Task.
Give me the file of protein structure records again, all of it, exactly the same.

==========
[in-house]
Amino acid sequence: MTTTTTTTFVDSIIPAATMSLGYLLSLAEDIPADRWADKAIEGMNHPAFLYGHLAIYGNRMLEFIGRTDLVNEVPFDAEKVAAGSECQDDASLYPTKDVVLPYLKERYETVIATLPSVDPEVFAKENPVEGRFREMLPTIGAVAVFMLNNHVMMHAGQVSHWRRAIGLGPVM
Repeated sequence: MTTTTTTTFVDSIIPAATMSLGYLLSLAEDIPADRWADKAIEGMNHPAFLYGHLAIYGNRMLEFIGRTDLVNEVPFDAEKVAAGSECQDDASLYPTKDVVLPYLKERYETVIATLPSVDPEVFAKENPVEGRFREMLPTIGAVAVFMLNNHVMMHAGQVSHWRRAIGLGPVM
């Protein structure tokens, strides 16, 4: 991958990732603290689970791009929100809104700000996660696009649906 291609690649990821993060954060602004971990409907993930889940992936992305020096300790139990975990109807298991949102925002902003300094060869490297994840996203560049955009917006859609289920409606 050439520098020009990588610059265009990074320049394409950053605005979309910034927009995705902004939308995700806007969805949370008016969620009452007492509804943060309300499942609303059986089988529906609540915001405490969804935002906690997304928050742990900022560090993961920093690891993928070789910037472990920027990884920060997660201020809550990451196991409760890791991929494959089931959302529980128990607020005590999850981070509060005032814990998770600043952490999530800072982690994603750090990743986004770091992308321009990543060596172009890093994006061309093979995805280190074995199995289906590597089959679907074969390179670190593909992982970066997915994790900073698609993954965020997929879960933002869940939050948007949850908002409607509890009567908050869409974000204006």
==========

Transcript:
[in-house]
Amino acid sequence: MTTTTTTTFVDSIIPAATMSLGYLLSLAEDIPADRWADKAIEGMNHPAFLYGHLAIYGNRMLEFIGRTDLVNEVPFDAEKVAAGSECQDDASLYPTKDVVLPYLKERYETVIATLPSVDPEVFAKENPVEGRFREMLPTIGAVAVFMLNNHVMMHAGQVSHWRRAIGLGPVM
Repeated sequence: MTTTTTTTFVDSIIPAATMSLGYLLSLAEDIPADRWADKAIEGMNHPAFLYGHLAIYGNRMLEFIGRTDLVNEVPFDAEKVAAGSECQDDASLYPTKDVVLPYLKERYETVIATLPSVDPEVFAKENPVEGRFREMLPTIGAVAVFMLNNHVMMHAGQVSHWRRAIGLGPVM
């Protein structure tokens, strides 16, 4: 991958990732603290689970791009929100809104700000996660696009649906 291609690649990821993060954060602004971990409907993930889940992936992305020096300790139990975990109807298991949102925002902003300094060869490297994840996203560049955009917006859609289920409606 050439520098020009990588610059265009990074320049394409950053605005979309910034927009995705902004939308995700806007969805949370008016969620009452007492509804943060309300499942609303059986089988529906609540915001405490969804935002906690997304928050742990900022560090993961920093690891993928070789910037472990920027990884920060997660201020809550990451196991409760890791991929494959089931959302529980128990607020005590999850981070509060005032814990998770600043952490999530800072982690994603750090990743986004770091992308321009990543060596172009890093994006061309093979995805280190074995199995289906590597089959679907074969390179670190593909992982970066997915994790900073698609993954965020997929879960933002869940939050948007949850908002409607509890009567908050869409974000204006």